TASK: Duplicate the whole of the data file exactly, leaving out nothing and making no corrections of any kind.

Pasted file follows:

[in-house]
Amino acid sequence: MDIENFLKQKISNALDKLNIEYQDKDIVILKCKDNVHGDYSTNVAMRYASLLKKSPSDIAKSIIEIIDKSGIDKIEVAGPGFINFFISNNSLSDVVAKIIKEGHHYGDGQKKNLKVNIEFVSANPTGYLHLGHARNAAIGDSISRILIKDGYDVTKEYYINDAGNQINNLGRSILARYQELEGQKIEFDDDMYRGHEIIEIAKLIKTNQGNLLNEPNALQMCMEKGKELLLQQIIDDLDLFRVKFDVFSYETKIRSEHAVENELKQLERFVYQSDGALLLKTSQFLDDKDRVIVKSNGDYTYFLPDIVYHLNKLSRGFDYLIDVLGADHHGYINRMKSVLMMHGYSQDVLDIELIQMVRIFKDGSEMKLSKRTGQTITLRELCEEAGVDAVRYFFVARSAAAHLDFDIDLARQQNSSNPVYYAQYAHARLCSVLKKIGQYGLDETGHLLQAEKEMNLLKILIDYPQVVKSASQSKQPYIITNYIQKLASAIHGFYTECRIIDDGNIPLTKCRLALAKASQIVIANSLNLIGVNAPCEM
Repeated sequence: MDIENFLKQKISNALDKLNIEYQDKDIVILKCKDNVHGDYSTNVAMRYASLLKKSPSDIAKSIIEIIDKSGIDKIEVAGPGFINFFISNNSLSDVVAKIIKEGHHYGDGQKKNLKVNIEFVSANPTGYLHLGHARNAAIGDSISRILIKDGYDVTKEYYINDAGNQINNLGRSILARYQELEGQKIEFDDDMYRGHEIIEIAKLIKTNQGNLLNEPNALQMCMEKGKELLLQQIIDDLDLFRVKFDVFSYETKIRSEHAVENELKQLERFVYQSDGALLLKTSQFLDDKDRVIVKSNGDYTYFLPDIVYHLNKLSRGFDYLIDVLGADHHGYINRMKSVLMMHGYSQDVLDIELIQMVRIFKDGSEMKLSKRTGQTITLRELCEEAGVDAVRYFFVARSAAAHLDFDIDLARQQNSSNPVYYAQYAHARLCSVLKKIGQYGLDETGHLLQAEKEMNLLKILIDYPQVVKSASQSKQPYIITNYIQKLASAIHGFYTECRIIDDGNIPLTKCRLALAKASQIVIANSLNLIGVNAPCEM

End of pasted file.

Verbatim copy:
[in-house]
Amino acid sequence: MDIENFLKQKISNALDKLNIEYQDKDIVILKCKDNVHGDYSTNVAMRYASLLKKSPSDIAKSIIEIIDKSGIDKIEVAGPGFINFFISNNSLSDVVAKIIKEGHHYGDGQKKNLKVNIEFVSANPTGYLHLGHARNAAIGDSISRILIKDGYDVTKEYYINDAGNQINNLGRSILARYQELEGQKIEFDDDMYRGHEIIEIAKLIKTNQGNLLNEPNALQMCMEKGKELLLQQIIDDLDLFRVKFDVFSYETKIRSEHAVENELKQLERFVYQSDGALLLKTSQFLDDKDRVIVKSNGDYTYFLPDIVYHLNKLSRGFDYLIDVLGADHHGYINRMKSVLMMHGYSQDVLDIELIQMVRIFKDGSEMKLSKRTGQTITLRELCEEAGVDAVRYFFVARSAAAHLDFDIDLARQQNSSNPVYYAQYAHARLCSVLKKIGQYGLDETGHLLQAEKEMNLLKILIDYPQVVKSASQSKQPYIITNYIQKLASAIHGFYTECRIIDDGNIPLTKCRLALAKASQIVIANSLNLIGVNAPCEM
Repeated sequence: MDIENFLKQKISNALDKLNIEYQDKDIVILKCKDNVHGDYSTNVAMRYASLLKKSPSDIAKSIIEIIDKSGIDKIEVAGPGFINFFISNNSLSDVVAKIIKEGHHYGDGQKKNLKVNIEFVSANPTGYLHLGHARNAAIGDSISRILIKDGYDVTKEYYINDAGNQINNLGRSILARYQELEGQKIEFDDDMYRGHEIIEIAKLIKTNQGNLLNEPNALQMCMEKGKELLLQQIIDDLDLFRVKFDVFSYETKIRSEHAVENELKQLERFVYQSDGALLLKTSQFLDDKDRVIVKSNGDYTYFLPDIVYHLNKLSRGFDYLIDVLGADHHGYINRMKSVLMMHGYSQDVLDIELIQMVRIFKDGSEMKLSKRTGQTITLRELCEEAGVDAVRYFFVARSAAAHLDFDIDLARQQNSSNPVYYAQYAHARLCSVLKKIGQYGLDETGHLLQAEKEMNLLKILIDYPQVVKSASQSKQPYIITNYIQKLASAIHGFYTECRIIDDGNIPLTKCRLALAKASQIVIANSLNLIGVNAPCEM